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God’s Word for You

Mark 6:49-52 Take courage

by Pastor Timothy Smith on Friday, February 17, 2023

49 But when they saw him walking on the sea, they thought it was a ghost, and they cried out 50 because they all saw him and they were terrified.

The disciples were exhausted, soaking wet, sore, and afraid for their lives. Now out in the fury of the storm they saw a shape on the sea. Unaffected by wind, waves, or cold, the shape was moving along from the west on top of the water, but it was no craft. It was a being: man-shaped, man-sized, but they did not know that it was God, the Son of God. Their fear and sinful nature seized their pitiful hearts and froze even the usefulness of reason. They were at a loss. What was it? They could only imagine that this was a ghost.

Still more confusing, the ghost seemed intent on walking past them. Whatever it was, were their minds perhaps even a little offended that this specter (The Grim Reaper? An angel of death? A demon? The devil?) payed no attention to them or to their plight. But there was no Grim Reaper. If it was an angel of death, it was passing them by. And the demons and the devil do not pay attention to our dangers because they seek our death and our unbelief above all.

But the one walking the waves was none of those. This was Jesus. By seeming to stride past them, he gave them a good look at him, and by being nearby, he invited their prayers. Prayer is speaking to God from the heart. Prayer is the natural response of faith. Prayer shows our trust in the power of God, the grace of God, and the forgiveness offered by God. Prayer, then, is a confession of faith when prayed from faith. Prayer says, “May the words of my mouth and the meditation of my heart be pleasing in your sight, Lord, my Rock and my Redeemer” (Psalm 19:14).

He spoke to them at once and said, “Take courage, it is I! Do not be afraid.” 51 Then he climbed into the boat with them and the wind stopped. And they were completely astounded, 52 for they had not understood about the loaves. Instead, their hearts were hardened.

“Take courage!” Jesus said. “Cheer up!” This is a verb in Greek that only occurs as a command. He still speaks these words to us today: “In this world you are going to have trouble. But take courage! I have overcome the world” (John 16:33). It is often coupled with or equivalent to “do not be afraid” (Haggai 2:5; Zechariah 8:15). He offers what he gives, as God always does. Jesus gives them every reason to take courage and to give up their fear by climbing into the boat with them.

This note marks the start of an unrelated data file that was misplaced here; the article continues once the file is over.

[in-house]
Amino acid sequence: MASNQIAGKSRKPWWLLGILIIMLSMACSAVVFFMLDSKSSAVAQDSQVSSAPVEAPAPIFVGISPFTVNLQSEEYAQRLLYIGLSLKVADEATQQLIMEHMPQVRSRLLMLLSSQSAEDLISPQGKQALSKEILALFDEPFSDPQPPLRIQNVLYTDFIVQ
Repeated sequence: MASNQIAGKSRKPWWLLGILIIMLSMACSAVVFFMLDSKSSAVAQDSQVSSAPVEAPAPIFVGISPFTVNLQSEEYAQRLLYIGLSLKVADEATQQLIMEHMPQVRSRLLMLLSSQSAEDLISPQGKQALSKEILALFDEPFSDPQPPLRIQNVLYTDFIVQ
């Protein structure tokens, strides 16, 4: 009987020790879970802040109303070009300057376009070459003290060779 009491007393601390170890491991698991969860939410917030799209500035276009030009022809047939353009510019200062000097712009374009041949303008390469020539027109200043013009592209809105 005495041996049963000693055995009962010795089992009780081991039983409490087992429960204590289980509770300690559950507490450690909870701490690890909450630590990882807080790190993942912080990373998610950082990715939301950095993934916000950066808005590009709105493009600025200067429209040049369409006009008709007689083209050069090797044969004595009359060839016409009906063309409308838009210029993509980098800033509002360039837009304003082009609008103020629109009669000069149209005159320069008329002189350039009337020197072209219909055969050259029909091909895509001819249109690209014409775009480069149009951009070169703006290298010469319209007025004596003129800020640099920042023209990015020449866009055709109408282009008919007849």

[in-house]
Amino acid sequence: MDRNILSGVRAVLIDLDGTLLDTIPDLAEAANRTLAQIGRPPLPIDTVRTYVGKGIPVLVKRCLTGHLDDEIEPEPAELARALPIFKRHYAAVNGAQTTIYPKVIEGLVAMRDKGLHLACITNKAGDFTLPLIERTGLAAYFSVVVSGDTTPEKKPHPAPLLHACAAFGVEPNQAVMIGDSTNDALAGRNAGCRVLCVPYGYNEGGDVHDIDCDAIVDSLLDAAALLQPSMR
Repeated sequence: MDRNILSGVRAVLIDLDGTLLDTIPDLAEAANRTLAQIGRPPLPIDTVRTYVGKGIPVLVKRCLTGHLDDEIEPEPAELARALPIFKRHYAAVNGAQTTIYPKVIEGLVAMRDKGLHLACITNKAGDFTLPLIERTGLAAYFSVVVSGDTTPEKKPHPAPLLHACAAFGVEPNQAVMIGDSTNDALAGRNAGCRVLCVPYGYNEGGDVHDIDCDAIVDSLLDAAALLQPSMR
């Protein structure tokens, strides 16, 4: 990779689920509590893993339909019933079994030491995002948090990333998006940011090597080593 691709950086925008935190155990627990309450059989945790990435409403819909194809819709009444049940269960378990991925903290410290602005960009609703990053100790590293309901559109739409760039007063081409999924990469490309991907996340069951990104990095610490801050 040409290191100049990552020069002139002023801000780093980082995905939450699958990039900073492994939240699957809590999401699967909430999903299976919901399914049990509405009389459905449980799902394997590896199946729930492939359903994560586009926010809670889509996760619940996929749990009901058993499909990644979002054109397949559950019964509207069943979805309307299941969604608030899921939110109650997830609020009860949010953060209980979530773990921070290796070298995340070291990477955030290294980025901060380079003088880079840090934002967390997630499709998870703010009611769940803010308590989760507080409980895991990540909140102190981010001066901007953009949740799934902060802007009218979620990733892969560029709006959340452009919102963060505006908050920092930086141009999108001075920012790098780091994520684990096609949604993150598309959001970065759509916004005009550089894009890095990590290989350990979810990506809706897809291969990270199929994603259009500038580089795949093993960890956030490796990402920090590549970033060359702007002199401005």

And the wind stopped. The howling, shrieking storm was suddenly over (“the wind died,” Matthew 14:21). The waves softened to nothing but a gentle rocking, and dawn was not far away. The text in Mark does not tell us how long it took them to reach the shore, but John says that they were there “immediately” (John 6:21). Whether this was another miracle, or whether a few minutes under sail in a fine breeze seemed like no time at all, they crossed finally to their destination and tied up in the harbor at Bethsaida just east of the northern tip of the lake.

They were astounded, amazed. Mark tells us the theological truth behind this amazement: they hadn’t understood about the loaves and fish. Once the miracle was over, they almost behaved as if they had dreamt the whole thing. “Miracle? I dunno. We just sort of had enough to eat, that’s all I know.” They were unable to see that God himself was among them, and so they were dumbfounded and dumbstruck (with emphasis on the ‘dumb’) when he walked out to them. On the water. In a storm. And then stopped the storm. As his hands grabbed the gunwale and his powerful carpenter’s arms hefted his body in a smooth, neat movement from overboard to inboard, they still didn’t understand, until the storm was suddenly over and they could light the ship’s lamps. Perhaps the full spring moon broke through the clouds as it sank in the west, behind the ship (Passover always takes place two weeks after the new moon, which means the moon will be full; John 6:4; Numbers 28:16). But up close and hearing his voice they knew it was the Lord.

Their hearts had been hard, but not yet in the unrescuable hardness of the Pharaoh in Moses’ day (Exodus 14:8). But the connection to Pharaoh should not be dismissed too quickly, for Pharaoh sent his chariots into the sea without faith, and they were all drowned, as Miriam sang with the women of Israel: “Sing to the Lord, for he is highly exalted. The horse and its rider he has hurled into the sea” (Exodus 15:21). Here, encouraging and strengthening faith in the hearts of his disciples, Jesus rescued them from drowning in the sea. It is a pitiful comparison, O Christian: will I be an unbeliever today, or a doubter? No! Preserve my faith, O Lord! Keep me from the rocks and shoals of unbelief and doubt, and bring me through the day today with nothing but trust in you!

“You have kept me this night from all harm and danger. Keep me this day also from sin and every evil, that all my doings and life may please you. Into your hands I commend my body and soul and all things. Let your holy angel be with me, that the wicked foe may have no power over me. Amen.”

In Christ,
Pastor Timothy Smith

Pastor Tim Smith
About Pastor Timothy Smith
Pastor Smith serves St. Paul’s Lutheran Church in New Ulm, Minnesota. To receive God’s Word for You via e-mail, please visit the St. Paul’s Lutheran Church website.


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